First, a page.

A Retro Halloween Glamour Pastiche And The Lost World Of Online Smut

The mysteries and frustrations of the here today, gone tomorrow world of online erotica.

If you are a fan of vintage erotica, then you’ll be familiar with the work of that prolific photographer ‘Anonymous’, who is credited to work from the 19th century through to the 1950s (and sometimes beyond). The obvious clandestine nature of erotica before the 1960s – where even simple nudes were at risk of prosecution for obscenity, and anything stronger was so underground that most people would never even know that it existed – meant that few people were going to take credit for their work. Of course, a lot of this stuff ended up in the hands of private collectors, and against all odds, survived long enough to be rediscovered decades later, where both the raunchy nature of the images and the quaint charm of these vintage photos and films – with their rather awkward amateurs and curious innocence – stood in contrast to mass-produced modern porn.

Invariably, the secret photographers and filmmakers – and, for that matter, the performers – remain unknown. Their work has survived, but their names are lost to history. It’s a frustrating gap in the history of erotica – we have the work, but know nothing about the people who made it.

Still, those days are over – we now have full providence for any glamour photography or porn film, right? Even if they are working under pseudonyms, there is at least a history that can be traced through someone’s work. And thanks to a collection of adult industry researchers, many of those mysterious figures of the 1960s, 1970s and 1980s have been identified and their careers and lives tracked.

But while the world of adult film, video and magazine publishing is being catalogued, archived and given historical context and… well, an actual history, the same can’t be said about its online offspring. Sure, we can say that once something is on the internet, it’s there forever – and maybe that’s true about photos that can be grabbed, reposted and archived. But the truth is that websites are depressingly ephemeral, even with things like Wayback Machine acting as a digital memory bank. Blogs might now last as long as WordPress, Blogger and others offer free space and stay in business, but other sites have lasted only as long as the person running them has stayed interested enough to keep paying for the webspace. I say this from experience – the only evidence that my old websites ever existed are the HTML files that I still have on hard drives.

And so erotic sites have come and gone, lost in time and almost immediately forgotten by people who have a seemingly endless amount of choice when it comes to adult content. Their images survive as ghosts of dead websites, the origins of these photographs often being lost in time. Like the work of the 1920s, these images are frequently irritatingly anonymous – both models and photographer often never credited to begin with, and even if they were, the sites on which they originally appeared are now long forgotten. So work from fifteen years ago now seems as mysterious as century-old nudie photos.

When researching our recent gallery of vintage Halloween cheesecake glamour, a handful of images – all clearly from the same shoot – kept popping up. Although invariably described as vintage images, and featured alongside shots from the Thirties and Forties, there was something a little off about these super-cute shots. While they certainly looked like photos of the era, there was also something ‘modern’ about them, and I suspected that these were pastiches of vintage images. But with nothing – beyond the ‘MG’ studio symbol in the corner, itself a clear imitation of vintage postcard logos that are often the only form of identification on glamour shots – to suggest where the photos came from, it was hard to be quite sure just where they came from.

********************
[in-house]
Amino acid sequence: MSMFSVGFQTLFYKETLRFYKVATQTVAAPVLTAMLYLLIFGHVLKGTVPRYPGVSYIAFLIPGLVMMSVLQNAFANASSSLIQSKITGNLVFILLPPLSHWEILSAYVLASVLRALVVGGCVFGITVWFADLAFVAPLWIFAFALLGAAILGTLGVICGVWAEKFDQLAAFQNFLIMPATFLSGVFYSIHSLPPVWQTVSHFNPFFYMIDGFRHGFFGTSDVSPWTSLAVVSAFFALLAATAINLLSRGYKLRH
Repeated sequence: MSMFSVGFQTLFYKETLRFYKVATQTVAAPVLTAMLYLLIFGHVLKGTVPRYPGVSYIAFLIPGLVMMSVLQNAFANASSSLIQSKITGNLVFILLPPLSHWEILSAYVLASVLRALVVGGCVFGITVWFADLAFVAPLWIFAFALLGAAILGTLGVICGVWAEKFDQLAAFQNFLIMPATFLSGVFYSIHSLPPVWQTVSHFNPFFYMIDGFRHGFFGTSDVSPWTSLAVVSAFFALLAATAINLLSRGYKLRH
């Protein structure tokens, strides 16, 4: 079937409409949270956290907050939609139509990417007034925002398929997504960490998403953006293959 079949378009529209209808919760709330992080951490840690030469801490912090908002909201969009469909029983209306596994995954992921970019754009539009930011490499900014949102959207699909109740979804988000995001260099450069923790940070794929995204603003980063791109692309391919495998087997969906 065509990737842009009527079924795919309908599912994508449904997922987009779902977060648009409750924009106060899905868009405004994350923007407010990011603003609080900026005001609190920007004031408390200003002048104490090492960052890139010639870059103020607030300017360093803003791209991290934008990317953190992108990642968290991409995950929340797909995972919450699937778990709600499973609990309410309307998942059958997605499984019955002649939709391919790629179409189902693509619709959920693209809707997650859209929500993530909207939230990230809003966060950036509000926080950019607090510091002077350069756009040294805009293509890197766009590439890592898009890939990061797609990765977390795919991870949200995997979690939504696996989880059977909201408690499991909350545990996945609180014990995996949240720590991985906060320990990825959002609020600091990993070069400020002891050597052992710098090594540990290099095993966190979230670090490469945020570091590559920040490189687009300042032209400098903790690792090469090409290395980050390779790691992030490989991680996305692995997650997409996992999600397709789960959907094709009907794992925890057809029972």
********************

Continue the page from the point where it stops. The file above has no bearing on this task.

Luckily, I wasn’t the first to question the vintage authenticity of these images. My research finally took me to Eros Blog, where blogger ‘Bacchus’ had followed up his own doubts about the images, and discovered that one of the images had appeared on DeviantArt in 2005, posted by a photographer from the Ukraine. 2005 was the last time he or she had posted anything. The photographer posted the site Martha’s Girls as their URL. This was a retro-themed softcore subscription site that I remembered from the early 2000s, but which has been offline since 2016.

So we know something about these images. But ironically, not much more than we know about actual vintage erotica – we know the approximate era and location for the images, but everyone involved remains elusively anonymous. The Eros Blog investigation was in 2017, and no one seems to have added more information since.

This immediate anonymity and obscurity is frustrating to those of us who see adult entertainment – in whatever form – as a legitimate art form, and one worthy of cataloguing. But it does seem that as time goes by, and the sheer volume of content – much of it not even vaguely professional in nature – expands, there will be fewer and fewer identifiable creators. It might be a democratisation of porn, and it might finally remove it from the entertainment mainstream to become something entirely separate.

Obviously, if the unknown photographer or model responsible for these images want to identify themselves, we’d be glad to hear from you and talk about further work.

 

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